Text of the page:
Four industry leaders took on the challenge of analysing the impact of the UK leaving the European Union, on the first day of the European Logistics & Supply Chain Conference in Brussels.
The panellists were: Pauline Bastidon, head of European policy at the FTA; Mohamed El Sery, director of supply chain at Vimpelcom; Patrick Van Cauwenberghe, policy director at the Port of Zeebrugge; and Johnathon Roberts, head of communications for the UK Chamber of Shipping.
Van Cauwenberghe said: “The only certainty at this moment is that everything is uncertain. But as a port authority, we are in favour of free trade without barriers and obstacles”.
He also touched on some of the problems facing ports in recent years – like the migrant “jungle” camp at Calais. “There must now be border controls at the continent side, maybe after the Brexit we will bring all of those people [at the camp], to the UK,” he said.
Pauline Bastidon, head of European policy at the FTA, said: “It certainly feels like the most likely option would be free trade agreements between the EU and the UK – which would be very much tailor made. We know this will take a long time, I don’t need a crystal ball to tell me that.”
She added that there is also a human resources aspect to the referendum result.
“Making sure we get access to workers we need for the supply chain [is important], regardless of where they come from,” she said. “Now in terms of possible outcomes this is going to be a tough one I think.
“One message from the referendum was to limit access to the EU workers. Might be a tough one.
“At this point in time – mainly trying to focus on what could be the design outcome for industry. To put everything in place, step-by-step. We do big changes, but we transition.”
Mohamed El Sery, director of supply chain at Vimpelcom, agreed that there were lots of uncertainties surrounding Brexit.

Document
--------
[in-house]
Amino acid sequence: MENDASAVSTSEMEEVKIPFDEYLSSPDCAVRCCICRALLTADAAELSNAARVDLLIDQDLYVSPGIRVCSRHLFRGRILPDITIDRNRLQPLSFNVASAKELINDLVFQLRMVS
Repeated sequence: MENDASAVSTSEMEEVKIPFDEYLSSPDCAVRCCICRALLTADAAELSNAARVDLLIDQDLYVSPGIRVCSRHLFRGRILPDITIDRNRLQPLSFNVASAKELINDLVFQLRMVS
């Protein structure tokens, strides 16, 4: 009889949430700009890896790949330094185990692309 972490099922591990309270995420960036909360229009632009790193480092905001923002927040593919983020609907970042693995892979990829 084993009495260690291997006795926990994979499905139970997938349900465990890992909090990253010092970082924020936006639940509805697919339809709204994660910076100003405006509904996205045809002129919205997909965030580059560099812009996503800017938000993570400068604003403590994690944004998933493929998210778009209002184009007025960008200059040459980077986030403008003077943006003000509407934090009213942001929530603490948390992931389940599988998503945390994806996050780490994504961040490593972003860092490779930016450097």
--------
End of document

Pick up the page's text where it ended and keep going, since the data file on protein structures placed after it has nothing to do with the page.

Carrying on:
“Especially the tax implication, which is very important for the broader import and export in the UK,” he said. “At the same time we have a plan for some locations where we have some partners moving from the UK to outside of the UK because of their work permit. They are EU citizens and they have uncertainty about residency rules and all these kinds of arrangements including the financially.”
He also spoke of uncertainties existing around banks, and where they will be located. “I believe it’s a long discussion,” he said.
Other speakers on the day included Pierre Mille, global SC transformation director, at Grand Vision; Nicolas Vandeput, university of Brussels, scientific collaborator and independent consultant; Nils Vanwassenhove, head of supply chain development, World Food Programme; Benior Marechal, business development manager EMEA Logistics, shell; Alexis Kourentzis, global customer service & supply chain collaboration consultant, Heineken; and Nick McGroarty and Richard Needham, from Telefónica UK ( winners of the customer service and support category in 2015).
The European Logistics & Supply Chain Conference will continue tomorrow (Wednesday 19th October) at the Crowne Plaza in Brussels.
It will include contributions from: Nokia, Schneider Electric, DSI, Rohde & Schwarz, PRUK and Travel Retail, Leeds University Business School, Diageo, and Procter & Gamble.